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What is “Difficulty Bomb” and how does it relate to the upcoming “The Merge”?

Increasingly, the community is beginning to talk about “Difficulty Bomb”. There are worries that this bomb could “explode” and slow down…

ethereum block time chart

Increasingly, the community is beginning to talk about “Difficulty Bomb”. There are worries that this bomb could “explode” and slow down The Merge. But, what is a “Difficulty Bomb” and why shouldn’t you worry? And what does “Ice Age” have to do with it?

❗ To understand what this article is about, you need to know what The Merge is.

On April 29, an Ethereum Core Devs Meeting was performed, at which the mysterious Difficulty Bomb and its possible impact on the current process of Ethereum’s transition to proof-of-stake (The Merge) was discussed.

What is a Difficulty Bomb? This is a mechanism that Ethereum developers developed back in 2016, when The Merge was just forming in the minds of developers. The point of Difficulty Bomb is to “explode” at a certain moment and start slowing down the production of new blocks, which will lead to a complete shutdown of Ethereum proof-of-work. It was this end point that the developers called “Ice Age”.

How does Difficulty Bomb work? Once triggered, The Bomb “increases the difficulty level of puzzles in the Proof of Work mining algorithm resulting in longer than normal block times (and thus less ETH rewards for miners).” In addition, the algorithm “increases the difficulty exponentially over time and eventually leads to what is referred to as the “Ice Age” — that is, the chain becomes so difficult to mine that it grinds to a halt and stops producing blocks (freezes).”

What is the purpose of the Difficulty Bomb? There are two explanations for this:

  • To create a deterrent for miners who want to continue mining on the Ethereum 1.0 (proof-of-work) chain after the network switches to Ethereum 2.0 (proof-of-stake).
  • To motivate developers to switch the network to Ethereum 2.0 (proof-of-stake) as soon as possible and avoid the consequences of a Bomb “explosion”, which can significantly slow down the growth of the network.

Difficulty Bomb has already been launched and periodically affects the Ethereum network. This graph shows the ‘Ethereum Block Time History’ on Etherscan. It shows that Difficulty Bomb “is a step-function that increases block times the longer that it exists on the chain.”

So, why is the Difficulty Bomb now remembered again in the community? The problem is that its triggering can negatively affect the Ethereum 1.0 network. In addition, if the developers delay the Difficulty Bomb, they will have to postpone The Merge again, which will not be good news for the community (except for miners, of course).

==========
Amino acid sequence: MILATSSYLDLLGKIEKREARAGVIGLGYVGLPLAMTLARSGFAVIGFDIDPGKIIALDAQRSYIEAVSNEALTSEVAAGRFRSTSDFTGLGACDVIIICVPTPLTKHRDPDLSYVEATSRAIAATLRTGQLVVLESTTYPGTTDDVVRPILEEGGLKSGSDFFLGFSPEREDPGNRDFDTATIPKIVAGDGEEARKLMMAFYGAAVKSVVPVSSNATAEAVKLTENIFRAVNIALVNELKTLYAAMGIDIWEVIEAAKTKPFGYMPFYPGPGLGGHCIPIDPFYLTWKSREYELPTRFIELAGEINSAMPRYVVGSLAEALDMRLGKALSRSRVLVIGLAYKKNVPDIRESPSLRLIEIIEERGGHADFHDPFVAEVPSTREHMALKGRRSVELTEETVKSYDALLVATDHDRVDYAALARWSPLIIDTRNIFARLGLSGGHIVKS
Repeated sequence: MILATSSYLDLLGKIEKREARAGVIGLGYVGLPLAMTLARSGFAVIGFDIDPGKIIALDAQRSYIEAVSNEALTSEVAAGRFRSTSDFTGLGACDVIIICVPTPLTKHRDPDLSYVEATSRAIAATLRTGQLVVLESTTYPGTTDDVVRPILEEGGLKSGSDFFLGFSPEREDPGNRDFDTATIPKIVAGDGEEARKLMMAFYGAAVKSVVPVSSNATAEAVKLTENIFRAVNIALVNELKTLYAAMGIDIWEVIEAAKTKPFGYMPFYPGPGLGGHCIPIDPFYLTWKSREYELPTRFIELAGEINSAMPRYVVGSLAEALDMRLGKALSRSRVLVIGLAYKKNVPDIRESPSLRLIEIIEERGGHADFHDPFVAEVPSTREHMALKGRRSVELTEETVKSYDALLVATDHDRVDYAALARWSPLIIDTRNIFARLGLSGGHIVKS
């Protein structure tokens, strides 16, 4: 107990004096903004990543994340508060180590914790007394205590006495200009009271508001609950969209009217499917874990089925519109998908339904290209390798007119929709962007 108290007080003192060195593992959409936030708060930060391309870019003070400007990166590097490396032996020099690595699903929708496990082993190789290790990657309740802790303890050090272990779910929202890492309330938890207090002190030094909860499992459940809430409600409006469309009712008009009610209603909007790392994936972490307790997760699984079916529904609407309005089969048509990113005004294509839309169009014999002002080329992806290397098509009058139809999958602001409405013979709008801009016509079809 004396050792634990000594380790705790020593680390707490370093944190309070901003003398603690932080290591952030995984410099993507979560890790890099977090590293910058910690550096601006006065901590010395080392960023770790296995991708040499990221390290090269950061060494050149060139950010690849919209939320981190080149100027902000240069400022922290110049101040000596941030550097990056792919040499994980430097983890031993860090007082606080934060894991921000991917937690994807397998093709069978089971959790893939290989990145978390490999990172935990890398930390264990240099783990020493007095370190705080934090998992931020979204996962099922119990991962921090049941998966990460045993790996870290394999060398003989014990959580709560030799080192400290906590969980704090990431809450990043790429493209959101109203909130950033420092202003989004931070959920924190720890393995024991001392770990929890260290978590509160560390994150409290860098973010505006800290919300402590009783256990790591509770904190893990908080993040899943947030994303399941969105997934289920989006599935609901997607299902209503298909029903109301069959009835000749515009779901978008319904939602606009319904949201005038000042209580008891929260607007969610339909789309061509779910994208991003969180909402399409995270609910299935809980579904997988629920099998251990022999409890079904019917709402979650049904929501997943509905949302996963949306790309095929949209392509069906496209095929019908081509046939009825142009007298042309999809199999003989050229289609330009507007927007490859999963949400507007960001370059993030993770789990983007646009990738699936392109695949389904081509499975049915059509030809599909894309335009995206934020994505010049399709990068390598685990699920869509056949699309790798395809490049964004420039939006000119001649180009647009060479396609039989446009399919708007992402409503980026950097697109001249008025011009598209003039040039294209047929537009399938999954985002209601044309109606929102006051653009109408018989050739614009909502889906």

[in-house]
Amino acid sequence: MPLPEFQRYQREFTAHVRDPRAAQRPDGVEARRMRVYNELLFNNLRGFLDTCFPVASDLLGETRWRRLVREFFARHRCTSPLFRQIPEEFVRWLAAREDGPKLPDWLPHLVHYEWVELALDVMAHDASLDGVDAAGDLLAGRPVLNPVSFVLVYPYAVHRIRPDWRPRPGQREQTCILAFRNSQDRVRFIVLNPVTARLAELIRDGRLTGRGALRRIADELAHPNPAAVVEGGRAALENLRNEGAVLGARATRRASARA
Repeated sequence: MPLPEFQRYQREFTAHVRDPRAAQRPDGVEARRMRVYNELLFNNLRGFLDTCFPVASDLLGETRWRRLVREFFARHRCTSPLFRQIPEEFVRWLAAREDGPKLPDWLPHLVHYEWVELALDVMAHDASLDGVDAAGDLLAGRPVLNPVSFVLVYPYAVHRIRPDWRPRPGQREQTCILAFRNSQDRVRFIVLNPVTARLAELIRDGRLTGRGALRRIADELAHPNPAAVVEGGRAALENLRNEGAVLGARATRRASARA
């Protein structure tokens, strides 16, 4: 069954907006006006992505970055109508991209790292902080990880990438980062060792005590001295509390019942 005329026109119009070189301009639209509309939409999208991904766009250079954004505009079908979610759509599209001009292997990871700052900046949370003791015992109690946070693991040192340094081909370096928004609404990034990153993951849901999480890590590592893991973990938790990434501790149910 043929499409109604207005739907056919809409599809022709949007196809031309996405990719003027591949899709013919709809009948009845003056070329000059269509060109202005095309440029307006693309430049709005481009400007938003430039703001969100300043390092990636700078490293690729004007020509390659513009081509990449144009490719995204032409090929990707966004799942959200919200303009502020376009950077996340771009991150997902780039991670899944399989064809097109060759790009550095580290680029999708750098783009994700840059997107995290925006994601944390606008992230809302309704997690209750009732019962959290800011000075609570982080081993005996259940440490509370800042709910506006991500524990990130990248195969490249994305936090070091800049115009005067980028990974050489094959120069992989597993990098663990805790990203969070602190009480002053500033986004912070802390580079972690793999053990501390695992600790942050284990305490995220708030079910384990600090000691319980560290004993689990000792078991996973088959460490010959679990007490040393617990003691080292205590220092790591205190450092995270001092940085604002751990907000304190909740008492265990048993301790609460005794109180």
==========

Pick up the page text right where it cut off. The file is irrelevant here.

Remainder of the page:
The dilemma is thus: either one chain will start to slow down, or developers will have to upset the community by postponing The Merge. What do the devs think about this?

If the Bomb works on the eve of The Merge, it will add a lot of difficulties to the developers, because they will have to deal rapidly with “defusing” The Bomb.

Tim Beiko, core Ethereum developer, told The Fortune that “the ‘risk’ here is that if we don’t delay the bomb quickly enough, block times will slow down on Ethereum. The block time starts slowing down by very little, but then every two weeks, the slowdown doubles.”

As Christine Kim, creator of the Valid Points newsletter and Mapping Out Eth 2.0 podcast, tweeted, the developers still have hope that The Merge will take place in the summer, so they do not plan to postpone the difficulty bomb.

Also, Christine Kim reported that a similar approach of developers to difficulty bomb “can get pretty dicey pretty quickly for devs once the bomb is activated.” It follows from the same tweet that Thomas Jay Rush, founder of TrueBlocks, LLC and Philadelphia Ethereum Meetup, “already start to see hashrate tick up because of the bomb’s effect.”

Vitalik Buterin (needs no introduction) said on the call: “We have to evaluate the pain of doing an extra delay hard fork versus the pain of living with 21 or 25 second blocks for a while, which is something we have done before and the world didn’t end.”

Testing of The Merge is actively continuing. Tim Beiko recently tweeted about the problems that developers are solving during the transition of Ethereum to proof-of-stake.

In addition, Beiko stated that bugs and issues do not delaying The Merge, “it’s making sure that Ethereum doesn’t go down during the upgrade.”

So far, it has been decided not to postpone the triggering of the Difficulty Bomb. Vitalik allayed fears, saying that possible difficulties have already been in the history of the network, and it did not ruin it. The developers still hope that The Merge will be completed in the summer. And I hope that the Ethereum network will not face any more difficulties and everything will go according to plan. I continue to observe. See you soon!